My work involves trying to understand the behaviour of generalist insect herbivores, using the Australian budworm moth Helicoverpa punctigera and its host plants as a study system.
I am testing the relationships between egg-laying, larval attraction and larval survival across a set of native primary and secondary host plants in this species, as well as investigating how these insects make the decision to lay (or not) on particular plant species. Are secondary hosts used only after a time threshold of searching for a primary host? Does laying on a primary host accelerate the rate of egg-laying? Or to these insects have the ability to compare and choose between alternatives? I am also comparing larval counts across plants of varying numbers of flowers in the field to test if this is important in the host-location behaviour of gravid females (or host-switching larvae).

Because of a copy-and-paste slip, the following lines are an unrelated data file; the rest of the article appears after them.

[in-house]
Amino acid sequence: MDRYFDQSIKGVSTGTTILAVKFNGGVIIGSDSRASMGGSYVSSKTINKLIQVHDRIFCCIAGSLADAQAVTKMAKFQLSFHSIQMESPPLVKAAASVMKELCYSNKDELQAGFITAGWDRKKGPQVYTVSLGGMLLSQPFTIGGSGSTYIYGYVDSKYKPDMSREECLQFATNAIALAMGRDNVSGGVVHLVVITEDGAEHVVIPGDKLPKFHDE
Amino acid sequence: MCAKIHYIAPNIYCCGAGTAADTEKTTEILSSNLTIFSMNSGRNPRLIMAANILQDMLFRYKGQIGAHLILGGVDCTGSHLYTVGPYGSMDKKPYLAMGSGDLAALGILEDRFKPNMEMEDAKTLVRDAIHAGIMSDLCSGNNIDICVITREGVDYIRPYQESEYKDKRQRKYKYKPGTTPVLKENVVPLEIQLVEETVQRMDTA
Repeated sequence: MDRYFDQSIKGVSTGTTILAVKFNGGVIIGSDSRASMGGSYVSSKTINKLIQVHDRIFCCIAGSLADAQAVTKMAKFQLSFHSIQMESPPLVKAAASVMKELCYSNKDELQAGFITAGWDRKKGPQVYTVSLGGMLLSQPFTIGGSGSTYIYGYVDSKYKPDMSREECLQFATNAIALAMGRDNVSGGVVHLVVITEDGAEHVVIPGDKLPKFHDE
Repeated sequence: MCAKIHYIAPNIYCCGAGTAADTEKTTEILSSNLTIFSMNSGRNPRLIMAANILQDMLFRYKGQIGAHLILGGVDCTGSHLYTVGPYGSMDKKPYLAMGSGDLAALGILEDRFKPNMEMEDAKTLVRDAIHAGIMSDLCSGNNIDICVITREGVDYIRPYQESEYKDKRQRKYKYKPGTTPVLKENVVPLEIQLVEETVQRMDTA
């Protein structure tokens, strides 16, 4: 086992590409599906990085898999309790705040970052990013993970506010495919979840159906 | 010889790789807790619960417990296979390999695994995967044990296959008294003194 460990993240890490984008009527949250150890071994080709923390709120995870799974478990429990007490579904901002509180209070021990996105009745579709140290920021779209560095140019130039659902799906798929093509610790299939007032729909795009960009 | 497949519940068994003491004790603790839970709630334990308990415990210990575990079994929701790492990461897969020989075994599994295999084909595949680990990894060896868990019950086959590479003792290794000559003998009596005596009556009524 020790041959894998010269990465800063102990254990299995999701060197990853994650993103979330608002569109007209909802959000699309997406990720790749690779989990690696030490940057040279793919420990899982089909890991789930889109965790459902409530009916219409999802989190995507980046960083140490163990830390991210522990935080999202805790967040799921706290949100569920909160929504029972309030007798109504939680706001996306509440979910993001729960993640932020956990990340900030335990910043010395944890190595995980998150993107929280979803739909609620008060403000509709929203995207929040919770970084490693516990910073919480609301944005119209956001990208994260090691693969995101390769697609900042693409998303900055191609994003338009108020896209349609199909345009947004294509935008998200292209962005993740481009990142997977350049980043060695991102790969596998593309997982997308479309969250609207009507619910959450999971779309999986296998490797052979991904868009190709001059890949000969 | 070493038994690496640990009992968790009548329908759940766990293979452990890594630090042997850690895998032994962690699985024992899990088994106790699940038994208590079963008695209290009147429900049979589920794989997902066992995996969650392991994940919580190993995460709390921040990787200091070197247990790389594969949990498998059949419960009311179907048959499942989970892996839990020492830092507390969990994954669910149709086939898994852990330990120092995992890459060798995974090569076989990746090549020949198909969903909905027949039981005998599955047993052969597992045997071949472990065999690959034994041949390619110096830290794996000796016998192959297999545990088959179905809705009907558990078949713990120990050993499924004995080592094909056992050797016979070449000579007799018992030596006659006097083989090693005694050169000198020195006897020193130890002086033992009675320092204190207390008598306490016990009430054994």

I have recently completed a systematic review of works testing the preference-performance hypothesis across plant species - showing over 80% of insects do allocate eggs to plants where larval survival is highest so long as they share a native range with the host plants.
Previously I worked on flower thrips, Frankliniella schultzei, and showed that these tiny insects will fly even in rainy and windy conditions and inhabit bird-pollinated flowers despite their insect-repellent scent (presumably attracted by their ability to see red)